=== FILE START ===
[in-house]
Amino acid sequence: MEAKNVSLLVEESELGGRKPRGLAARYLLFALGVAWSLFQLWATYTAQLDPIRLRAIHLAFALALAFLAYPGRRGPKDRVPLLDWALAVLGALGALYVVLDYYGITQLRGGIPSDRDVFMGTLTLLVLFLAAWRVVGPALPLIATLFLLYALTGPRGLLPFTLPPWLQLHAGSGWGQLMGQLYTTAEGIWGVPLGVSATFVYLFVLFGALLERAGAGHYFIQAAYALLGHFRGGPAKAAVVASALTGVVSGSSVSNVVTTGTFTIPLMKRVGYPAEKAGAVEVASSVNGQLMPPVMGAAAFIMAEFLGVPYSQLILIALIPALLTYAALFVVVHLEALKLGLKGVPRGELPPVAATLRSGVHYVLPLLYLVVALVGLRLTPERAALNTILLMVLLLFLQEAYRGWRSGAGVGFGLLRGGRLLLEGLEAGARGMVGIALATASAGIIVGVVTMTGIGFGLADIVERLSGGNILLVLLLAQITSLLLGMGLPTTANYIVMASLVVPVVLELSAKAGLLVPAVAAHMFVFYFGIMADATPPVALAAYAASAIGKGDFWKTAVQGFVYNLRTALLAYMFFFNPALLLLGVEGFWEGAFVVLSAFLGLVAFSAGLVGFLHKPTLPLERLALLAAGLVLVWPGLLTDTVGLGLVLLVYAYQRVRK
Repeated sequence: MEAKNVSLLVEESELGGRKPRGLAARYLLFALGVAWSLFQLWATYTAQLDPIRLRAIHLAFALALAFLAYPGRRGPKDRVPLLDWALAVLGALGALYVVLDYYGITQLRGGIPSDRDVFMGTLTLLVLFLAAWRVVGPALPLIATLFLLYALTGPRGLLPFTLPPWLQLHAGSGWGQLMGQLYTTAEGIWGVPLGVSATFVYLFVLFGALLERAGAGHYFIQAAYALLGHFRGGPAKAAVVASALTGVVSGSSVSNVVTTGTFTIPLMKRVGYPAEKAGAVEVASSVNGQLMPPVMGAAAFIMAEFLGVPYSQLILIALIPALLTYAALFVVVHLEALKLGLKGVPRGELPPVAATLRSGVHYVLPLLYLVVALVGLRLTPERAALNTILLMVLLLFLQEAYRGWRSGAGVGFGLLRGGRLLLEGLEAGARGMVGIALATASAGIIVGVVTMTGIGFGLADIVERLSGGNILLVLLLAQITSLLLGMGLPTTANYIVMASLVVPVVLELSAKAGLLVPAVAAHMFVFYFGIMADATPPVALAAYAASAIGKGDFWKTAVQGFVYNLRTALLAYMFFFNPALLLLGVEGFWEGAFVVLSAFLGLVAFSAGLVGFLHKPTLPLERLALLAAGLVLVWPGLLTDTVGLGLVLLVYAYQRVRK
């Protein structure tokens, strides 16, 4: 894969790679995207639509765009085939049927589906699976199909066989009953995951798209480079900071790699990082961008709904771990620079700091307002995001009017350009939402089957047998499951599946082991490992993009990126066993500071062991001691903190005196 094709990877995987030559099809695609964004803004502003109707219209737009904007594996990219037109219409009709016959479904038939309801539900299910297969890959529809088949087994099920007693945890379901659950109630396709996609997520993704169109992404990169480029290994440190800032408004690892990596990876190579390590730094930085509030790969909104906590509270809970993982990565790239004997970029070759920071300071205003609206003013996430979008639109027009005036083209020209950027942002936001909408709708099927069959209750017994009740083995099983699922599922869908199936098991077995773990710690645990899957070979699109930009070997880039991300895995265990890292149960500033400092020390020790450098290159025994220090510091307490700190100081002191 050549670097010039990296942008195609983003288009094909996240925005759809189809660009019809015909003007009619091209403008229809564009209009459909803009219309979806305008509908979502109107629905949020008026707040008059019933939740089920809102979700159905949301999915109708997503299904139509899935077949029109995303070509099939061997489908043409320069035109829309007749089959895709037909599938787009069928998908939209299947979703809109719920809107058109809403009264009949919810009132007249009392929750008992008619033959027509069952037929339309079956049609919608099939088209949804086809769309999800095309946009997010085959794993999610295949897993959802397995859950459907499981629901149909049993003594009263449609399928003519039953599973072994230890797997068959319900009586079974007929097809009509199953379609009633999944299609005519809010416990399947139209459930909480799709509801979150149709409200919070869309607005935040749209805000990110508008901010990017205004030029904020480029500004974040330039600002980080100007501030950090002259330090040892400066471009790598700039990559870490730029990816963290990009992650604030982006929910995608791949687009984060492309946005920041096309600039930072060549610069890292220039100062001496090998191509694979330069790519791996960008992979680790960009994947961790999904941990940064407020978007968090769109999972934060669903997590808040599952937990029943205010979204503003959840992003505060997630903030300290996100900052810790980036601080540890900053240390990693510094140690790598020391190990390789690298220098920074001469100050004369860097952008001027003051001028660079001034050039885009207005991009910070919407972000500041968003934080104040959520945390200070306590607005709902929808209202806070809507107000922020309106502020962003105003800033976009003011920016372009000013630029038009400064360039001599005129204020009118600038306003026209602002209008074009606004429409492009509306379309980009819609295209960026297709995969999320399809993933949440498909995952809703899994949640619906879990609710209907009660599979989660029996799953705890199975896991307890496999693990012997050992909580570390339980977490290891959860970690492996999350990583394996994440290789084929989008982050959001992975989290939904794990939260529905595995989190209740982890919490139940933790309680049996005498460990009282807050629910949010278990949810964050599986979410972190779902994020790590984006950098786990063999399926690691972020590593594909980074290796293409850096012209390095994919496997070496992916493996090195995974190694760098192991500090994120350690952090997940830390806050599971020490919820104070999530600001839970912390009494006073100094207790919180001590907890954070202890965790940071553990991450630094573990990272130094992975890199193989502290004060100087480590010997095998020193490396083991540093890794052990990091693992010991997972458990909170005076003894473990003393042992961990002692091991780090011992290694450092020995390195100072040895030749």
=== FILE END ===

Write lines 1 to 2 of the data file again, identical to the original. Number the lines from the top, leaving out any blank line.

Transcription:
[in-house]
Amino acid sequence: MEAKNVSLLVEESELGGRKPRGLAARYLLFALGVAWSLFQLWATYTAQLDPIRLRAIHLAFALALAFLAYPGRRGPKDRVPLLDWALAVLGALGALYVVLDYYGITQLRGGIPSDRDVFMGTLTLLVLFLAAWRVVGPALPLIATLFLLYALTGPRGLLPFTLPPWLQLHAGSGWGQLMGQLYTTAEGIWGVPLGVSATFVYLFVLFGALLERAGAGHYFIQAAYALLGHFRGGPAKAAVVASALTGVVSGSSVSNVVTTGTFTIPLMKRVGYPAEKAGAVEVASSVNGQLMPPVMGAAAFIMAEFLGVPYSQLILIALIPALLTYAALFVVVHLEALKLGLKGVPRGELPPVAATLRSGVHYVLPLLYLVVALVGLRLTPERAALNTILLMVLLLFLQEAYRGWRSGAGVGFGLLRGGRLLLEGLEAGARGMVGIALATASAGIIVGVVTMTGIGFGLADIVERLSGGNILLVLLLAQITSLLLGMGLPTTANYIVMASLVVPVVLELSAKAGLLVPAVAAHMFVFYFGIMADATPPVALAAYAASAIGKGDFWKTAVQGFVYNLRTALLAYMFFFNPALLLLGVEGFWEGAFVVLSAFLGLVAFSAGLVGFLHKPTLPLERLALLAAGLVLVWPGLLTDTVGLGLVLLVYAYQRVRK